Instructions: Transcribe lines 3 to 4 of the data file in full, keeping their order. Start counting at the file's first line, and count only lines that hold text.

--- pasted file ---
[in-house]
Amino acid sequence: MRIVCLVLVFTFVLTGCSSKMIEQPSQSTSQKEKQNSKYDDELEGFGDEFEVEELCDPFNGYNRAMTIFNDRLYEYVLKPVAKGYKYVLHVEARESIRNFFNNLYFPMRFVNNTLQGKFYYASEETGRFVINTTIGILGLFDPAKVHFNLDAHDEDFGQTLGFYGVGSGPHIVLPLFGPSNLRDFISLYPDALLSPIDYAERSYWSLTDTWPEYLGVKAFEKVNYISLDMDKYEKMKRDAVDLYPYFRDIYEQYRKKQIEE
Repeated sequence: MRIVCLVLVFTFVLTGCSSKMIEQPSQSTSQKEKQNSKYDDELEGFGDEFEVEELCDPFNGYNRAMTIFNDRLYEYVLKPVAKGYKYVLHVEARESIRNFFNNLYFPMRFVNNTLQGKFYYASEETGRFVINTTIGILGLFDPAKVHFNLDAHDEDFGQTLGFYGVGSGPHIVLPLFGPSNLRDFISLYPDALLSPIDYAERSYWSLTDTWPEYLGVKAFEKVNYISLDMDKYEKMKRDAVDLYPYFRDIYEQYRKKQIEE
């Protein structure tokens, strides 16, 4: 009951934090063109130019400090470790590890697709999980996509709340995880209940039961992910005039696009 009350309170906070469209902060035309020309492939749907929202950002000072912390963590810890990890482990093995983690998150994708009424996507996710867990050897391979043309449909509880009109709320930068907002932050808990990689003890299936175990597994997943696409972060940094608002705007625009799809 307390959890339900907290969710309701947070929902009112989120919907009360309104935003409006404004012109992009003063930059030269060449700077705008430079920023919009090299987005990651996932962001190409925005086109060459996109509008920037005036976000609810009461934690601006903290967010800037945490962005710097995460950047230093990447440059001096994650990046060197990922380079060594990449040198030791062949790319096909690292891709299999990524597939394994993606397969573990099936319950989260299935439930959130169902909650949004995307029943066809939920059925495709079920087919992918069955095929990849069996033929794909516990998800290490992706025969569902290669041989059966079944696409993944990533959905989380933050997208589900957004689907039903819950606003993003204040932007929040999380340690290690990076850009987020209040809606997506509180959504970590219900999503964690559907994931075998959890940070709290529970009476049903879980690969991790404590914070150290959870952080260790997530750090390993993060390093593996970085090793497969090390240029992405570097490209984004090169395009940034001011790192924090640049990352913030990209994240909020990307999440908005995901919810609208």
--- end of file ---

Repeated sequence: MRIVCLVLVFTFVLTGCSSKMIEQPSQSTSQKEKQNSKYDDELEGFGDEFEVEELCDPFNGYNRAMTIFNDRLYEYVLKPVAKGYKYVLHVEARESIRNFFNNLYFPMRFVNNTLQGKFYYASEETGRFVINTTIGILGLFDPAKVHFNLDAHDEDFGQTLGFYGVGSGPHIVLPLFGPSNLRDFISLYPDALLSPIDYAERSYWSLTDTWPEYLGVKAFEKVNYISLDMDKYEKMKRDAVDLYPYFRDIYEQYRKKQIEE
């Protein structure tokens, strides 16, 4: 009951934090063109130019400090470790590890697709999980996509709340995880209940039961992910005039696009 009350309170906070469209902060035309020309492939749907929202950002000072912390963590810890990890482990093995983690998150994708009424996507996710867990050897391979043309449909509880009109709320930068907002932050808990990689003890299936175990597994997943696409972060940094608002705007625009799809 307390959890339900907290969710309701947070929902009112989120919907009360309104935003409006404004012109992009003063930059030269060449700077705008430079920023919009090299987005990651996932962001190409925005086109060459996109509008920037005036976000609810009461934690601006903290967010800037945490962005710097995460950047230093990447440059001096994650990046060197990922380079060594990449040198030791062949790319096909690292891709299999990524597939394994993606397969573990099936319950989260299935439930959130169902909650949004995307029943066809939920059925495709079920087919992918069955095929990849069996033929794909516990998800290490992706025969569902290669041989059966079944696409993944990533959905989380933050997208589900957004689907039903819950606003993003204040932007929040999380340690290690990076850009987020209040809606997506509180959504970590219900999503964690559907994931075998959890940070709290529970009476049903879980690969991790404590914070150290959870952080260790997530750090390993993060390093593996970085090793497969090390240029992405570097490209984004090169395009940034001011790192924090640049990352913030990209994240909020990307999440908005995901919810609208």